With the national unemployment rate inching upwards for the last three months, it looks like job seekers will continue to head for the nearest library for guidance. We know that libraries across the country have put tremendous energy into helping unemployed and underemployed patrons find their way through the demands of the 21st century job market. Through Project Compass, we are building a Workforce Resources knowledge base of strategies, solutions and case studies.
There are so many patron demands to be met and so many ideas to explore that it can be overwhelming. Sometimes you just have to put one foot in front of the other and take the next step. That’s why we are pulling just a few good Practical Tips to Help Job Seekers to the surface of the Job Seekers sub-topic. (Look for the short list in the lower left rail.) We will refresh the list periodically.
We’re pulling these tips from a growing reservoir of practical ideas resulting from Project Compass’ reach through its workshops and programs. If you have sipped from the short list and are eager for more, here are 3 sources:
The good ideas keep flowing Project Compass-way. Look for the summary from workshop #2 in early August—it’s focused on support for entrepreneurs and financial literacy. We’re also getting great survey feedback from over 1000 library staff who have participated in f2f workshops. Stay tuned.
With such great turnout for last week’s Digitization & Preservation Symposium, I wanted to be sure folks know about the free upcoming OCLC webinar on September 22, Shine a light on your digital collections.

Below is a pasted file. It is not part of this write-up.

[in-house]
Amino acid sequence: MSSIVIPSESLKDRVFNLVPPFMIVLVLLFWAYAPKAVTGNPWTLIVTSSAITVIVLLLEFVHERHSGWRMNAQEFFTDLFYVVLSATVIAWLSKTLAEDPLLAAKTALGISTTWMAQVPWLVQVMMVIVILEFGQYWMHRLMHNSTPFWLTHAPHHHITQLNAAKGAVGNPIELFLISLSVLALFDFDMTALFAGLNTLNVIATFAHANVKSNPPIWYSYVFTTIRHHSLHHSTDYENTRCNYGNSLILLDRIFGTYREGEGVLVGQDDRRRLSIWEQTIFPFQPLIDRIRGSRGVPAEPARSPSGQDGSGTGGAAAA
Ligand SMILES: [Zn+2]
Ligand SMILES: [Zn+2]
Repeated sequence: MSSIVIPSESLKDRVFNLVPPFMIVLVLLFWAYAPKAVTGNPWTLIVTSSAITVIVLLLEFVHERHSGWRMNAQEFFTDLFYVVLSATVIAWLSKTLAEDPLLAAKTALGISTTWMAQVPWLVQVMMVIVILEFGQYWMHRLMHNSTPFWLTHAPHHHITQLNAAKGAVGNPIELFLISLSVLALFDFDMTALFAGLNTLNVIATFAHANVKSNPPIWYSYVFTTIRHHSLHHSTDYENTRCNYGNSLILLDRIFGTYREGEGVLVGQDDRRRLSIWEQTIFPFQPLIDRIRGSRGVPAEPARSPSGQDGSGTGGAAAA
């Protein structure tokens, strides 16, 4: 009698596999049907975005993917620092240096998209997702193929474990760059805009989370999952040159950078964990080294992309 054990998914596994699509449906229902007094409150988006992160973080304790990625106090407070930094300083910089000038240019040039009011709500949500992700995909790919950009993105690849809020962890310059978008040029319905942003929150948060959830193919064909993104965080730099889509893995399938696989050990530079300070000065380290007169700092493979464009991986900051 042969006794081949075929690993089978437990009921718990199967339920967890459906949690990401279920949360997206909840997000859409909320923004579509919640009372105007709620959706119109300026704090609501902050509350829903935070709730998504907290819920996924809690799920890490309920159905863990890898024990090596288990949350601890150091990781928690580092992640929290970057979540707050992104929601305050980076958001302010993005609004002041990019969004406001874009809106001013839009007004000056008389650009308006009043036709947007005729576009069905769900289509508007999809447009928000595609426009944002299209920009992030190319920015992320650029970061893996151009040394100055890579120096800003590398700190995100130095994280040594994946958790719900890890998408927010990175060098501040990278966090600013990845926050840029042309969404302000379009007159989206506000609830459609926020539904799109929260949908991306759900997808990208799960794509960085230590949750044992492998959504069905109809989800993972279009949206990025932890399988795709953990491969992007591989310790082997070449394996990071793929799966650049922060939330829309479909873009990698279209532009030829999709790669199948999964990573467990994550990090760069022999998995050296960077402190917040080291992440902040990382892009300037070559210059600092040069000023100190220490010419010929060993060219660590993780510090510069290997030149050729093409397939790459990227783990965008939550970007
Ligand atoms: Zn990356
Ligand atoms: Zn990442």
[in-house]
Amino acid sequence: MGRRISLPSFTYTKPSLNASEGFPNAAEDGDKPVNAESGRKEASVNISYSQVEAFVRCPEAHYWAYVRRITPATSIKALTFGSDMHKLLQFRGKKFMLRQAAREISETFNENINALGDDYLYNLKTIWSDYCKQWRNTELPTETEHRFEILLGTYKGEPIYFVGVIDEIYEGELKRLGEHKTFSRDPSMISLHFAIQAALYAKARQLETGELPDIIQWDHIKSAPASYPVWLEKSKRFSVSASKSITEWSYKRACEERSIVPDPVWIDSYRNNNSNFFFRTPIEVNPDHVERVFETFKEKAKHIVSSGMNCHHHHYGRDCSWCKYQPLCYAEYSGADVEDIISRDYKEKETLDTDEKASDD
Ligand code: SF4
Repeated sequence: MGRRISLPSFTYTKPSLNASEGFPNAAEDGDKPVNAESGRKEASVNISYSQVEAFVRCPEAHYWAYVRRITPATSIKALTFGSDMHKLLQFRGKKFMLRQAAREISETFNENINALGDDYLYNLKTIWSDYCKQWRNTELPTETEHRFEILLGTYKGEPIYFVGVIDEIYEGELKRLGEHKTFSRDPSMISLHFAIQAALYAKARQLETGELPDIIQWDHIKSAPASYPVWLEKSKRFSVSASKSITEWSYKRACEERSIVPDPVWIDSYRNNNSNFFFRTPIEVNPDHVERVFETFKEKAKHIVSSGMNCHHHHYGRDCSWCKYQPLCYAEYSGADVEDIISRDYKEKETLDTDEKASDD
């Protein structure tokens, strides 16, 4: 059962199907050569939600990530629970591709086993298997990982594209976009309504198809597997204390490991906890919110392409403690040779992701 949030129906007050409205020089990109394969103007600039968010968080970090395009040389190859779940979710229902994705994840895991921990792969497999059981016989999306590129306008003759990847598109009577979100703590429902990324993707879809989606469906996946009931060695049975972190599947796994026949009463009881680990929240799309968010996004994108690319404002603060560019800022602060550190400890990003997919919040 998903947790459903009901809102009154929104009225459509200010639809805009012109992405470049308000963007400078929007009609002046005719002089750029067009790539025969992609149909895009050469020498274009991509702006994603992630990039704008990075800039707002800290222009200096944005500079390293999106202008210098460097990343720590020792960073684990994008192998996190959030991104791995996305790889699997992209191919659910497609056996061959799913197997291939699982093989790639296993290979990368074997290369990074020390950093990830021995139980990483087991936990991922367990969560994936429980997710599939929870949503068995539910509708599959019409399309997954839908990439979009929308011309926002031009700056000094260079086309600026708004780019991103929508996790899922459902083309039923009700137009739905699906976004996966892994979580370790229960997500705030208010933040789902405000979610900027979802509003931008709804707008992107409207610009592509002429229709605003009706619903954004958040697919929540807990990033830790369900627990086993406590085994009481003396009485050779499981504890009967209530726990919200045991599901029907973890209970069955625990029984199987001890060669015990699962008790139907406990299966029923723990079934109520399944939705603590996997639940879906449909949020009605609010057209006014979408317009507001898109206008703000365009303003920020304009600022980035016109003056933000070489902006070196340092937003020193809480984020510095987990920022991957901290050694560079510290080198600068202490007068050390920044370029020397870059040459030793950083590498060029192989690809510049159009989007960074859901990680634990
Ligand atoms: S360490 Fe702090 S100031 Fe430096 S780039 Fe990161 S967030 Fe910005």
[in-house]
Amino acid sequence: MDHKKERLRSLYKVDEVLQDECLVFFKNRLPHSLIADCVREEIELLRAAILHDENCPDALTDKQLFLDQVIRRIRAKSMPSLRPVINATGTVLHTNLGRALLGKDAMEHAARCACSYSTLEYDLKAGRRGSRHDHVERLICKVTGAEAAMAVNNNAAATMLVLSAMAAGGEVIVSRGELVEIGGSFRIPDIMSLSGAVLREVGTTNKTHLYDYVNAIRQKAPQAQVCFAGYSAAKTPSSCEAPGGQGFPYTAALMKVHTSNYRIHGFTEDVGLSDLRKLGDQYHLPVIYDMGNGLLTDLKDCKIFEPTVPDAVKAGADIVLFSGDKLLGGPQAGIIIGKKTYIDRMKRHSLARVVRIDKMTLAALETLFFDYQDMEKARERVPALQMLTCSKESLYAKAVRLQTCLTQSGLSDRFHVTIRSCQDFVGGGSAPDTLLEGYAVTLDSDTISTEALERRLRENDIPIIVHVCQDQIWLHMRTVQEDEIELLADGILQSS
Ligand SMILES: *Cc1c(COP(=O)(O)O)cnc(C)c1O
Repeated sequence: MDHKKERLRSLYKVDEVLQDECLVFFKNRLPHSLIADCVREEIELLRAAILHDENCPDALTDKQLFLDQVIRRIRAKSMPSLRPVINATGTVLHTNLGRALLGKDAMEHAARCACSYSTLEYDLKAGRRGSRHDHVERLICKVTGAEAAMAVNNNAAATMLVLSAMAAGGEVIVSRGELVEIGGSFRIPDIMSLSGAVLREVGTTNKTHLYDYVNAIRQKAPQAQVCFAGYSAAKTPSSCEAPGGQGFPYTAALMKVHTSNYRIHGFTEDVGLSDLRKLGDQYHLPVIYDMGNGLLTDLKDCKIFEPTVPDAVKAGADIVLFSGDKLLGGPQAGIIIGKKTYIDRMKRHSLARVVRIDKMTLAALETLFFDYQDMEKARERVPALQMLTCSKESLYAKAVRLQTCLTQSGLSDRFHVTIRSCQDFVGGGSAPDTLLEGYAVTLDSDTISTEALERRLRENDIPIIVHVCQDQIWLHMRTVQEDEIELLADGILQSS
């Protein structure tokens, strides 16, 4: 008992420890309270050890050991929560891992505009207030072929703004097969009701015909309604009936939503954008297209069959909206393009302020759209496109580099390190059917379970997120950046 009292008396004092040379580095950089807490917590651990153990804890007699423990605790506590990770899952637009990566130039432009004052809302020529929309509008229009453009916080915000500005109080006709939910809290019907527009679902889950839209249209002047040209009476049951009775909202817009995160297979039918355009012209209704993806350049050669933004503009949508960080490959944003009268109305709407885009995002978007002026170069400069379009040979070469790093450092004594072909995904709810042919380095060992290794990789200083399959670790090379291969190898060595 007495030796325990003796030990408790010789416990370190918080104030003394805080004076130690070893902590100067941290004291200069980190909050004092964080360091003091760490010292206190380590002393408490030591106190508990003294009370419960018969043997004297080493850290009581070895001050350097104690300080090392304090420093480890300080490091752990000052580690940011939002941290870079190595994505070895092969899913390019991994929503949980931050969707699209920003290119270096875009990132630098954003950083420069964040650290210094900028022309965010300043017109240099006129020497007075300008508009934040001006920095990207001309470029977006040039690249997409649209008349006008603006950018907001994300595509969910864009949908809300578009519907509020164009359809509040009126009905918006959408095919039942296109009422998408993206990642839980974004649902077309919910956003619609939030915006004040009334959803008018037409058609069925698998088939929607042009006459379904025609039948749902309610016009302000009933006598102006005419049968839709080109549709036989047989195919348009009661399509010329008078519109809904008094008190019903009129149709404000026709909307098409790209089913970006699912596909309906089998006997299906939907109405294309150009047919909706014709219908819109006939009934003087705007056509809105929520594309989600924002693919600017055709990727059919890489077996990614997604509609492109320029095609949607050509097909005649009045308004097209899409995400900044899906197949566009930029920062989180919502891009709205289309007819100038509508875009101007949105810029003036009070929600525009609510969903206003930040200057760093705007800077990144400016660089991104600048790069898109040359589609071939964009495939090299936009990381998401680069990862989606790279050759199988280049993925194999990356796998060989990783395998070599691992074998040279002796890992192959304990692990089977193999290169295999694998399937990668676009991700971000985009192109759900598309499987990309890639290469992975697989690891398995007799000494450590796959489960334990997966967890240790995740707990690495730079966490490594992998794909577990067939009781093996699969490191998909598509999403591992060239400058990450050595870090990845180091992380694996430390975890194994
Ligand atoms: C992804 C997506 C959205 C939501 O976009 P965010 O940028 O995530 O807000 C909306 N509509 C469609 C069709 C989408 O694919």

Michael Scott, Maryland Digital Cultural Heritage Coordinator, will discuss how she uses everything from social media to WorldCat.org to increase the visibility of their online collections.
Also hear from Suzanne Butte, OCLC Digital Services Consultant, about how other libraries, museums and archives use a wide variety of ways to increase awareness and promote their digital collections.
Word via the PubLib listserv this morning from Thomas Quigley of the Vancouver Public Library.
Just to advise that there is now a group devoted to the topic of floating collections on WebJunction. It’s open to everyone, whether you’re in the thinking stages, or in full implementation. I ‘founded’ it as a result of feedback received at PLA 2010.
Thomas and Mary Kierans convened a Talk Table on floating collections at the PLA 2010 conference and discovered that it’s a hot topic right now!
Thank you for creating the Group: Floating Collections, Thomas!